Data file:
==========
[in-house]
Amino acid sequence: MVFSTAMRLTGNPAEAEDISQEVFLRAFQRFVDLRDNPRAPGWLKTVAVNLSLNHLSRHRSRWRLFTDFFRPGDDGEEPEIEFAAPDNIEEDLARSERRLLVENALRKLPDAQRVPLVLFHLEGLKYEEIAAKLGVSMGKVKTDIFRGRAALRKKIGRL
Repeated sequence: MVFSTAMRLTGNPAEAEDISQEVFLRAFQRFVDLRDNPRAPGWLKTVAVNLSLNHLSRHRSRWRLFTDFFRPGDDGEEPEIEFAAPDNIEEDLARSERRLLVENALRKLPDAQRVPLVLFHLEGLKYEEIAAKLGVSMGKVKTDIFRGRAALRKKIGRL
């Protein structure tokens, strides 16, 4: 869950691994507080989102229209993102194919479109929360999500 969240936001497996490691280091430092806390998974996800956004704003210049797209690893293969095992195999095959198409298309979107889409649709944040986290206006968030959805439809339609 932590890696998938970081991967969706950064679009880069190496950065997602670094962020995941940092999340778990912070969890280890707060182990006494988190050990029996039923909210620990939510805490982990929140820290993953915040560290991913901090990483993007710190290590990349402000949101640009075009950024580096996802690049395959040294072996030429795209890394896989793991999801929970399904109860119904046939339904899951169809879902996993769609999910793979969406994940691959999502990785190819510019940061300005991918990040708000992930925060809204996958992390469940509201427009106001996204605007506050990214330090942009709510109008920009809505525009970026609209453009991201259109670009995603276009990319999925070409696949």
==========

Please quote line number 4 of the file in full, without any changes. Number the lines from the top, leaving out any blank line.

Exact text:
């Protein structure tokens, strides 16, 4: 869950691994507080989102229209993102194919479109929360999500 969240936001497996490691280091430092806390998974996800956004704003210049797209690893293969095992195999095959198409298309979107889409649709944040986290206006968030959805439809339609 932590890696998938970081991967969706950064679009880069190496950065997602670094962020995941940092999340778990912070969890280890707060182990006494988190050990029996039923909210620990939510805490982990929140820290993953915040560290991913901090990483993007710190290590990349402000949101640009075009950024580096996802690049395959040294072996030429795209890394896989793991999801929970399904109860119904046939339904899951169809879902996993769609999910793979969406994940691959999502990785190819510019940061300005991918990040708000992930925060809204996958992390469940509201427009106001996204605007506050990214330090942009709510109008920009809505525009970026609209453009991201259109670009995603276009990319999925070409696949």